The Rutherford gold-foil experiment, although actually developed and carried out in 1909 by members of Rutherford’s research team, drove what was perhaps the most important paradigm shift concerning the structure of matter known to history.
Early concepts of the composition of matter focused on the Greek notion of an atom (atamos Gr.), which means an entity which cannot be divided. However, in 1897 J.J. Thomson’s discovery of the electron showed that atoms could indeed by divided into positively and negatively charged pieces. In an amazing series of experiments that won him the Nobel Prize in 1906, Thomson found that the electron was negatively charged and far lighter than the atoms from which they had been displaced. Because chemical elements are uncharged, the negative electronic charge shows there is another part of an atom which must be positively charged. This led in 1904 to Thomson’s plum pudding model of the atom, in which electrons are suspended in a uniform positively charged ‘pudding’ which supplies most of the mass of the atom.
The plum pudding model did not last long. In the latter years of the first decade of the 20th century, Hans Geiger and Ernest Marsden were working in Ernest Rutherford’s laboratory at the University of Manchester. Their status was roughly equivalent to post-doctoral researcher and undergraduate student. (It is interesting to note that Thomson was Rutherford’s Ph.D. thesis advisor.)
In 1908, Geiger had developed an apparatus, suggested by Rutherford, to investigate the scattering of energetic alpha particles from various types of foil. The source of alpha particles was a tube of ‘radium emanation’, which is a mix of radon isotopes which are given off by radium as it undergoes radioactive decay. A narrow beam of these alpha particles was directed against a gold foil whose thickness was several hundred atoms. The path of the alpha particles was changed by scattering from the gold atoms, and the path deflection from the original path was measured by observing the light emitted when the scattered alpha particles hit a zinc sulfide screen.
Initial investigations did show the expected scattering through small deflection angles, and the study was temporarily shelved. In 1909, Geiger approached Rutherford with the idea that Marsden had reached the point where he needed a research project of his own. Rutherford suggested that he study the large angle scattering of alpha particles from gold foil using Geiger’s apparatus.
Geiger and Marsden carried out this study, and discovered that the deflection angles were much greater than predicted by the plum pudding model. About one in 20000 alpha particles were deflected through an angle greater than 90 degrees – in fact, some of the alpha particles were bounced directly back at the source. Rutherford’s comment on this observation: “It was quite the most incredible event that has ever happened to me in my life. It was almost as incredible as if you fired a 15-inch shell at a piece of tissue paper and it came back and hit you. On consideration, I realized that this scattering backward must be the result of a single collision, and when I made calculations I saw that it was impossible to get anything of that order of magnitude unless you took a system in which the greater part of the mass of the atom was concentrated in a minute nucleus. It was then that I had the idea of an atom with a minute massive centre, carrying a charge.”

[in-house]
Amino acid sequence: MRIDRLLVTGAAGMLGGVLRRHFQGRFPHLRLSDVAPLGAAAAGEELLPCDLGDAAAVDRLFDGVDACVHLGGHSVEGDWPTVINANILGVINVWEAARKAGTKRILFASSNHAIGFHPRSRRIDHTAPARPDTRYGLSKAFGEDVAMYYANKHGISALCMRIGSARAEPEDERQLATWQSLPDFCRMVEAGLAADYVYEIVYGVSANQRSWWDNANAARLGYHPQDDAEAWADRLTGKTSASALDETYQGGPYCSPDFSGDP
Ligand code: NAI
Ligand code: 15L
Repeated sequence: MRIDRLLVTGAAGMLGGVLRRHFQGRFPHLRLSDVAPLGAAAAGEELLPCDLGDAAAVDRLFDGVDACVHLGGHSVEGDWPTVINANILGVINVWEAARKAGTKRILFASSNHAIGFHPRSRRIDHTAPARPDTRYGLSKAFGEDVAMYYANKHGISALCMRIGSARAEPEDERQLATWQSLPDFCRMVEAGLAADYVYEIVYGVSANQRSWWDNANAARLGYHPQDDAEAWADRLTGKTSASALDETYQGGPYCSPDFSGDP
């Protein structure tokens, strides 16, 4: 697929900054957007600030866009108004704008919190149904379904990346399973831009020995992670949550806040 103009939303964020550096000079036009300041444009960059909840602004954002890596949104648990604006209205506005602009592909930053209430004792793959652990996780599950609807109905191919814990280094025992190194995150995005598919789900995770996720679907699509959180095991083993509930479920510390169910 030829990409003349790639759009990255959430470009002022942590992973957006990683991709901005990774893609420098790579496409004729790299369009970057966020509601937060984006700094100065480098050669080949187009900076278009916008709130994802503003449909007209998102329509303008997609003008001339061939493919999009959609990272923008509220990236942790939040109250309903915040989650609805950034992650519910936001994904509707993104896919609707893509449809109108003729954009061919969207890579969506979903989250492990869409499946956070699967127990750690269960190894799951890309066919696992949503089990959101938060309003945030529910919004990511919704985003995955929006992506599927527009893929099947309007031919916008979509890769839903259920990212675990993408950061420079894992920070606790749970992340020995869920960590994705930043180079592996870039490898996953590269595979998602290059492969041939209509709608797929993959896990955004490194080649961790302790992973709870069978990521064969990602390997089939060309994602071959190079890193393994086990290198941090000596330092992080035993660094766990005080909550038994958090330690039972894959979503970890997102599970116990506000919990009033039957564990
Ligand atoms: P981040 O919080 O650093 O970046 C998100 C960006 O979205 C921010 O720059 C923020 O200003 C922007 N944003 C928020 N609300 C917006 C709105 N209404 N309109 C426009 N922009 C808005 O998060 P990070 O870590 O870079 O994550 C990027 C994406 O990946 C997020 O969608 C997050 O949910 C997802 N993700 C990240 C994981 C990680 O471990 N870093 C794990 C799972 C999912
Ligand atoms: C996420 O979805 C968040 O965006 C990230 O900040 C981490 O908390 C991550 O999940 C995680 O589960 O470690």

Rutherford and his coworkers followed up this remarkable discovery with additional experiments and calculations, leading in 1911 to his historic Philosophical Magazine paper titled “The Scattering of α and β Particles by Matter and the Structure of the Atom”, which laid out the atomic model which would henceforth be called the Rutherford model.
Rutherford’s model of the atom proposed that all of the positive charge of the atom (and most of the mass as well) is concentrated within a tiny nucleus having a diameter about 10000 times smaller than the atom. The electromagnetic force between the electrons and the nucleus follows an inverse-square law, similar to the gravitational force that keeps the planets revolving around the Sun. In Rutherford’s model, the electrons orbit around the nucleus, held in place by this electromagnetic force.
This model is consistent with Rutherford’s remarkable scattering results, but still has serious problems. The context and background of the Rutherford model is classical physics. Any body which does not travel in a straight line undergoes acceleration, in this case to keep the electrons moving in an orbit around the nucleus. In classical electrodynamics, however, accelerating charges give off electromagnetic radiation, and lose energy as they do so. As the energy of the atom is radiated away, the electrons should spiral down toward the nucleus. There is no classical mechanism within the context of the Rutherford model which can explain the stability of matter. The explanation lies in quantum mechanics, a viewpoint which was not sufficiently developed in 1911 to enter into Rutherford’s atomic model.
Prior to the gold-foil experiment, the viewpoint of the atom as an essentially featureless blob was rarely questioned. Following the experiment, the idea of a complex substructure for the atom was universally accepted. Sometimes a key experiment changes everything – the gold-foil experiment is a superb example and a lesson for the future. Always allow for the possibility of the unexpected result.